2.3 Cold/High Temperature

Since temperature is a key factor governing plants/crops growth and development, either high or low temperatures limit their productivity and yield. The link between epigenetic processes and plant responses to non-optimal temperature conditions was demonstrated on the molecular, biochemical, and cellular levels (Ueda and Seki, 2020). Recent studies show that the expression of 29 genes in a cold-tolerant rice line was altered under cold stress, in correlation with changes in DNA methylation, mostly at promoter regions (Guo et al., 2019). Similarly, even histone modifications are involved in cold/heat stress response through gene expression tuning (Bannister and Kouzarides, 2011; Kim et al., 2015). This is due to a large number of DNase I hypersensitive sites (DHSs) induced by cold stress, translating this event into enhanced chromatin accessibility.

For instance, in plants is known that the euchromatin mark H3K4me3, which indicates the tri-methylation at the 4th lysine residue of the histone H3 protein, is commonly associated with the activation of transcription of nearby genes (Zhang et al., 2009). In contrast, H3K27me3, indicating the tri-methylation of lysine 27 on histone H3 protein, is associated with one of the major gene silencing systems in plants (Zhang et al., 2007). Genome-wide distributions of these histone modifications and their association with gene expression have been well-documented in several plant species as A. thaliana and potato (Zhou et al., 2010). The cold stress may induce the H3K27me3 deposition, which, in turn, has been demonstrated to be involved, for instance, in Flowering Locus C downregulation.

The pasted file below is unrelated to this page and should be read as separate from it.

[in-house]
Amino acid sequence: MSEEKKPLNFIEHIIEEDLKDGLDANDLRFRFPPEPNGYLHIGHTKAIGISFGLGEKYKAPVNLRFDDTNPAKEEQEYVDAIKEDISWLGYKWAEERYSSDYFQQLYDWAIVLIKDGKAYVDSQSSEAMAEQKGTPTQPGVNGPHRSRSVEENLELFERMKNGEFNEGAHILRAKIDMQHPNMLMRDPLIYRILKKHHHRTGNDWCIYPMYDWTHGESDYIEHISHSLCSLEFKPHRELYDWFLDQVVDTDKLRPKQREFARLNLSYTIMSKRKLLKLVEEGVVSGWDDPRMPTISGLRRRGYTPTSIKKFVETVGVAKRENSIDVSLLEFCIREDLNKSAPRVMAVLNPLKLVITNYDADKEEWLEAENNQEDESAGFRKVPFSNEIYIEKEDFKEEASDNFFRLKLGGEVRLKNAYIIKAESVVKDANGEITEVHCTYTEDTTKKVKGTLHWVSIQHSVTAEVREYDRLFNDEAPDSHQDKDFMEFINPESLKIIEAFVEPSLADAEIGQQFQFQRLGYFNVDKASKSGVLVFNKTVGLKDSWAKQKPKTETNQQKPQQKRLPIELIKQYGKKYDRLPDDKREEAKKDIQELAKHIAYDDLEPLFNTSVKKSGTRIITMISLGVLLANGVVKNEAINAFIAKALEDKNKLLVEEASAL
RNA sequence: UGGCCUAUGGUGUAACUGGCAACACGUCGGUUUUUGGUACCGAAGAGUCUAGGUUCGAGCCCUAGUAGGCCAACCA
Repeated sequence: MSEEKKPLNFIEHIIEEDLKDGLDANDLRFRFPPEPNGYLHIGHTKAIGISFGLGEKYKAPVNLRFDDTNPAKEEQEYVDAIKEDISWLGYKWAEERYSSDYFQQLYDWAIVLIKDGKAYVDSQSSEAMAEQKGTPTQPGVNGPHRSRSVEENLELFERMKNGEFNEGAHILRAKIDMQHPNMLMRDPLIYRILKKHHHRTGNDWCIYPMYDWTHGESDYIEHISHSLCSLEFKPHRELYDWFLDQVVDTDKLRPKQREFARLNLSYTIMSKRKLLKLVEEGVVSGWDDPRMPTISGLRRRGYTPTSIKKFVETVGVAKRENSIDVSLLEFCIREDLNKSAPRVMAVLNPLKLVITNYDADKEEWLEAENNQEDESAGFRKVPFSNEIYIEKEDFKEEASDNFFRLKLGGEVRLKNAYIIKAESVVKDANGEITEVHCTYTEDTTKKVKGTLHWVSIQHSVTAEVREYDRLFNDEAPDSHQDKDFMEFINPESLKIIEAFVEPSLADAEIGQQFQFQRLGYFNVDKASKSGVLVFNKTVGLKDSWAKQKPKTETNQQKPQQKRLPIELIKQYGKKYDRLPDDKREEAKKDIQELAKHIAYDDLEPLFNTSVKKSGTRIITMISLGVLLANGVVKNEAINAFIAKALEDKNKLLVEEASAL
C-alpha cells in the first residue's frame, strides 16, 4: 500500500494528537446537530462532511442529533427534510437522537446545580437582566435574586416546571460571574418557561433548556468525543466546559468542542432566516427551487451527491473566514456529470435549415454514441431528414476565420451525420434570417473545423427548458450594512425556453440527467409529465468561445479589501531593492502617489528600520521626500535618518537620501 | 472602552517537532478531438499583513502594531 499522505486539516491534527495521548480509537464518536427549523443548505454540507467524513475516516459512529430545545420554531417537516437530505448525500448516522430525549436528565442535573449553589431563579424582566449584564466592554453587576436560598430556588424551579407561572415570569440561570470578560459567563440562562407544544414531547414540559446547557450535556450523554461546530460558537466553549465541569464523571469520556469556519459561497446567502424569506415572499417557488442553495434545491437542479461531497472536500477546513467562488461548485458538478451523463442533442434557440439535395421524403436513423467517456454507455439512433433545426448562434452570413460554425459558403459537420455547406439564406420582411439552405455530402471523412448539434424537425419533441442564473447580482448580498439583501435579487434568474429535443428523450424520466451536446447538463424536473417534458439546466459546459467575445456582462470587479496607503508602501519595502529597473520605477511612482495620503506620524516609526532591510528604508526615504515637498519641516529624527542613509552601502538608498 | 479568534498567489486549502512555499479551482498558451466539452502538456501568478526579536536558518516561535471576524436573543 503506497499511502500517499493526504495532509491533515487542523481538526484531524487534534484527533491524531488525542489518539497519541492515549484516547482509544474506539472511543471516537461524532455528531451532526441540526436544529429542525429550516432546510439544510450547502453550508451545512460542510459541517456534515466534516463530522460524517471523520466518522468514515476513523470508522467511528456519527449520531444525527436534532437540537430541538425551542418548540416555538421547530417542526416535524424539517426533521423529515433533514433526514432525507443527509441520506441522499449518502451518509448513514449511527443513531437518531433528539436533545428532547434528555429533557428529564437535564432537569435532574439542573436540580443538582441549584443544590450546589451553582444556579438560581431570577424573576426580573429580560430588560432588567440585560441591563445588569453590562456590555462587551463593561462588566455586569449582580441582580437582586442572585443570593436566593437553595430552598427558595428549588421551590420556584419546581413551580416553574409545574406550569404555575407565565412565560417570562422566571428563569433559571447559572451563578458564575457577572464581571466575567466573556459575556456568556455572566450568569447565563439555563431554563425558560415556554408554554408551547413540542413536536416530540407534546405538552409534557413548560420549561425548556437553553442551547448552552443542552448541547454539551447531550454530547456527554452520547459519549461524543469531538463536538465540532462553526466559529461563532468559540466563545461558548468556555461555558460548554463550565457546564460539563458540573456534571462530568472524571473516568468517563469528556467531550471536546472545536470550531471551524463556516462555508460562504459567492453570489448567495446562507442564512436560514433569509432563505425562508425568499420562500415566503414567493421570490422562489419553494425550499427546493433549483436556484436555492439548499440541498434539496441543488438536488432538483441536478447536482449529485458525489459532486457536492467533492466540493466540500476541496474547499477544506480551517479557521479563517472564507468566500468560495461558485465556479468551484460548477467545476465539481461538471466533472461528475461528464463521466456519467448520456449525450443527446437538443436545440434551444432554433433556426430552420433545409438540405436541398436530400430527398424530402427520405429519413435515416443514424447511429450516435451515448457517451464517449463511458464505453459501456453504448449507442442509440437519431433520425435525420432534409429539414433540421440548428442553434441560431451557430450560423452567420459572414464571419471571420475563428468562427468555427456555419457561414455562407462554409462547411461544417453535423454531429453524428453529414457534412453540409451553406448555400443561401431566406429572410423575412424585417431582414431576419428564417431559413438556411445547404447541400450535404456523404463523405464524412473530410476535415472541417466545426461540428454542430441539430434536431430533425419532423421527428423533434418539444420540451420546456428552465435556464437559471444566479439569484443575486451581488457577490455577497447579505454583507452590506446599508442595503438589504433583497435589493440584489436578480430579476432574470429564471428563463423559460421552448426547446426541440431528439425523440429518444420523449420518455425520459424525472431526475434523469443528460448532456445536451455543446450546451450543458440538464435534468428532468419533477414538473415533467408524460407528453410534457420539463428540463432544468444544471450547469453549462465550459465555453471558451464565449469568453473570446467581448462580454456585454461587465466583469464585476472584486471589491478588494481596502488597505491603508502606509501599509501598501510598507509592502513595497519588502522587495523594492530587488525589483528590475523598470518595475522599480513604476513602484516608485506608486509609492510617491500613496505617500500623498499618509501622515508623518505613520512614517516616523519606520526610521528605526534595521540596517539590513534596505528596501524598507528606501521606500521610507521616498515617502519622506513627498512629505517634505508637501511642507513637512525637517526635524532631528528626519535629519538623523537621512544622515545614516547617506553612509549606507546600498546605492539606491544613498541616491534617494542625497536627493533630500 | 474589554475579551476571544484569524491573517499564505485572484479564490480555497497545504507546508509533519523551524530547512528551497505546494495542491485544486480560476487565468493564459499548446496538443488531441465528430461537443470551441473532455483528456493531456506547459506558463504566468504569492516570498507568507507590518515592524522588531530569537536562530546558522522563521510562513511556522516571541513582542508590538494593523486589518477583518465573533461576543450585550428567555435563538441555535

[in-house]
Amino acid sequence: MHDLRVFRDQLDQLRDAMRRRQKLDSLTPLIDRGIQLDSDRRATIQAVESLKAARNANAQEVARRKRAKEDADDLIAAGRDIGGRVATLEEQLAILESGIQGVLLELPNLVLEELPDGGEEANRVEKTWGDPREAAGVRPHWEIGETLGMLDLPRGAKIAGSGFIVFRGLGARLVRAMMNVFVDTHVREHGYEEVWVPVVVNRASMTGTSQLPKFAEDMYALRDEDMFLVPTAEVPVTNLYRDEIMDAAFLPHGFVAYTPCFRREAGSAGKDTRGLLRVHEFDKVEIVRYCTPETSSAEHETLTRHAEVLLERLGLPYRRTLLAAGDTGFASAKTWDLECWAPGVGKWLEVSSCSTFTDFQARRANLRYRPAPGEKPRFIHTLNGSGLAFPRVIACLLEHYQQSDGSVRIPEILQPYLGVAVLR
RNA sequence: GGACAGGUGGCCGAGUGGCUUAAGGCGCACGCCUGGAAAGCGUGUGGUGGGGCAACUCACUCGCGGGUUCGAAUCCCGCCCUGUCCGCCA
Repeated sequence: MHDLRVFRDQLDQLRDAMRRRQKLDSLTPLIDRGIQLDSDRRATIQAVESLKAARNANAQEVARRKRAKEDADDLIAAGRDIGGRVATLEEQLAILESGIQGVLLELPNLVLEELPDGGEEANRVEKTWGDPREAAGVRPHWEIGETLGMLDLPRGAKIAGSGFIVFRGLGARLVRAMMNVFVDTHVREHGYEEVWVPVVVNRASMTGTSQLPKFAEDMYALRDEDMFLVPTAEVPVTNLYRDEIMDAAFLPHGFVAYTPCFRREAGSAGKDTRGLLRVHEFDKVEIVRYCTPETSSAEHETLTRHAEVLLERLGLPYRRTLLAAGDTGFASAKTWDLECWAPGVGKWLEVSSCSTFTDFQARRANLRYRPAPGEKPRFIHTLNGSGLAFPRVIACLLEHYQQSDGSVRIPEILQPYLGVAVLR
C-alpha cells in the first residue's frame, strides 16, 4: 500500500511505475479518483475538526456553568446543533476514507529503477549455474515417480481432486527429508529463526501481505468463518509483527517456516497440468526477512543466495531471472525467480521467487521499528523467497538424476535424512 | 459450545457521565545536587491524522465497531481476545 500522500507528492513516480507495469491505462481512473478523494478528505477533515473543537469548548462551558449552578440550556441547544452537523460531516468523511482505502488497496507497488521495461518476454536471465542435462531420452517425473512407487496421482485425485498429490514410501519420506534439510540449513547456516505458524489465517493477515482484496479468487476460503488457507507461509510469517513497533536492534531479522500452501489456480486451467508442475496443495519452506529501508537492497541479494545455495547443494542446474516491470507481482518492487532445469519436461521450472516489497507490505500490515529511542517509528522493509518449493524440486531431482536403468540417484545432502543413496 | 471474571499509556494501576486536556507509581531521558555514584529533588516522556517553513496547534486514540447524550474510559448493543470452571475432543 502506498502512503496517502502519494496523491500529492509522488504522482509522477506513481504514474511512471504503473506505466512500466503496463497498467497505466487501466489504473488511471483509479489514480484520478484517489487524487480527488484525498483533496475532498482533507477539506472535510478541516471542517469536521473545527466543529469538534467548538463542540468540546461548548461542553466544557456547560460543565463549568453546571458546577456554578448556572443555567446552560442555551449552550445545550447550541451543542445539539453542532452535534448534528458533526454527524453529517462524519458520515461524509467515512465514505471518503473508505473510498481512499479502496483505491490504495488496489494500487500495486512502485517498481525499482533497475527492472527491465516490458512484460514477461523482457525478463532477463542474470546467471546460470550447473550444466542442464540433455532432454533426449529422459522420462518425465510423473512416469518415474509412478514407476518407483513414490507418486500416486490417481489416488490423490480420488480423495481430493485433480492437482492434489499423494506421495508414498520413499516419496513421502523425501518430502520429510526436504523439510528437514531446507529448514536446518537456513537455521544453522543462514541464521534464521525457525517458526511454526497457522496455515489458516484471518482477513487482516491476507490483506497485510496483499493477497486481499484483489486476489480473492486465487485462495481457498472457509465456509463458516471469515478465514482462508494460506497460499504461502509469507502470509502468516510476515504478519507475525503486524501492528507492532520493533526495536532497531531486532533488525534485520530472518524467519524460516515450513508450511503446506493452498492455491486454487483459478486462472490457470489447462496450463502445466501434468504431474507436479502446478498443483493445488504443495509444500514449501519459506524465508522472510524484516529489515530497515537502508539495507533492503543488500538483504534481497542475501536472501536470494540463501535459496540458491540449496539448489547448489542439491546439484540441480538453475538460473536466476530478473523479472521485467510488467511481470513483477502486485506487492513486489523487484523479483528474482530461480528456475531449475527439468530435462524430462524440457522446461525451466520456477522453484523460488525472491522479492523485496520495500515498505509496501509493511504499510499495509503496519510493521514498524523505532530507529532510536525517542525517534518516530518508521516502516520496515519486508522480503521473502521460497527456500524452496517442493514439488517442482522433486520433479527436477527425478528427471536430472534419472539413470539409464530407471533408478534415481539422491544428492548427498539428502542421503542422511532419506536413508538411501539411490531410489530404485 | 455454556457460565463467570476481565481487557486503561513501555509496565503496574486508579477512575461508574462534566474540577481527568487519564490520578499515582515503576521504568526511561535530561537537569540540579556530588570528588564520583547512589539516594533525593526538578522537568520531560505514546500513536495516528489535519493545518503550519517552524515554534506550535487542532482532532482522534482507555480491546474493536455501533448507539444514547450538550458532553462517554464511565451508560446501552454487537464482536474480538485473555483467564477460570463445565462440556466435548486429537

However, several cases of bivalent histone modifications of H3K4me3 and H3K27me3 are known and associated with cold stress related genes (about 6,500). In particular, Zeng et al. (2019) demonstrated that active genes (transcribed in both conditions) displayed enhanced chromatin accessibility upon cold storage. Upregulated genes, associated with this bivalent mark, were enriched in functions and related to the stress response, while the downregulated genes were involved in the developmental processes. The authors hypothesized that the bivalent H3K4me3-H3K27me3 mark represents, in potato tubers, a distinct chromatin environment with greater accessibility, which might facilitate the access of regulatory proteins required for gene upregulation or downregulation in response to cold stress.

Regarding heat stress, CHH methylation patterns differed between two rice lines showing different levels of heat tolerance (He et al., 2020). In barley (Hordeum vulgare L.), increasing air temperature by 3°C led to increased levels and altering DNA methylation patterns while in cotton (Gossypium hirsutum L.) prolonged heat stress led to methylation changes in the promoter of anther-expressed genes. These changes promoted a series of redox processes to support a different development program under stress conditions (Zhang X. et al., 2020).

2.4 Visible and Ultraviolet Light